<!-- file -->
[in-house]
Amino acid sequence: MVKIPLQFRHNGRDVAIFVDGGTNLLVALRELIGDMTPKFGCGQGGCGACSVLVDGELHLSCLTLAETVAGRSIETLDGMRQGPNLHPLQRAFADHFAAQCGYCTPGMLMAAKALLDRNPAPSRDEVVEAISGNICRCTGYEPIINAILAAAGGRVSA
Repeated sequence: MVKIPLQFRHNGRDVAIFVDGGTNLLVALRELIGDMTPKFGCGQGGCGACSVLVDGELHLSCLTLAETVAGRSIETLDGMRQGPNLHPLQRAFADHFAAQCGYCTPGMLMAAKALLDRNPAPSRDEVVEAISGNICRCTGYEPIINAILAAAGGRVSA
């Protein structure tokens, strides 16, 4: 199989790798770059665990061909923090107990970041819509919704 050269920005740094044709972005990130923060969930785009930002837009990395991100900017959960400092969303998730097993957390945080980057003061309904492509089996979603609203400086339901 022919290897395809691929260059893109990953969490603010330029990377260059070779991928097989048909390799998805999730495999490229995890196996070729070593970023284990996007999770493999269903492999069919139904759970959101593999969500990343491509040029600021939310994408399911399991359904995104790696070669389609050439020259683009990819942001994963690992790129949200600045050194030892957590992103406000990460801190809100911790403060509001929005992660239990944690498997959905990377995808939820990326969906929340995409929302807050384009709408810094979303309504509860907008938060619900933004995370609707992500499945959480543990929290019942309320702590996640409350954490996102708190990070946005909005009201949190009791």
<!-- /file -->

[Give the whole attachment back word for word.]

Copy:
[in-house]
Amino acid sequence: MVKIPLQFRHNGRDVAIFVDGGTNLLVALRELIGDMTPKFGCGQGGCGACSVLVDGELHLSCLTLAETVAGRSIETLDGMRQGPNLHPLQRAFADHFAAQCGYCTPGMLMAAKALLDRNPAPSRDEVVEAISGNICRCTGYEPIINAILAAAGGRVSA
Repeated sequence: MVKIPLQFRHNGRDVAIFVDGGTNLLVALRELIGDMTPKFGCGQGGCGACSVLVDGELHLSCLTLAETVAGRSIETLDGMRQGPNLHPLQRAFADHFAAQCGYCTPGMLMAAKALLDRNPAPSRDEVVEAISGNICRCTGYEPIINAILAAAGGRVSA
């Protein structure tokens, strides 16, 4: 199989790798770059665990061909923090107990970041819509919704 050269920005740094044709972005990130923060969930785009930002837009990395991100900017959960400092969303998730097993957390945080980057003061309904492509089996979603609203400086339901 022919290897395809691929260059893109990953969490603010330029990377260059070779991928097989048909390799998805999730495999490229995890196996070729070593970023284990996007999770493999269903492999069919139904759970959101593999969500990343491509040029600021939310994408399911399991359904995104790696070669389609050439020259683009990819942001994963690992790129949200600045050194030892957590992103406000990460801190809100911790403060509001929005992660239990944690498997959905990377995808939820990326969906929340995409929302807050384009709408810094979303309504509860907008938060619900933004995370609707992500499945959480543990929290019942309320702590996640409350954490996102708190990070946005909005009201949190009791």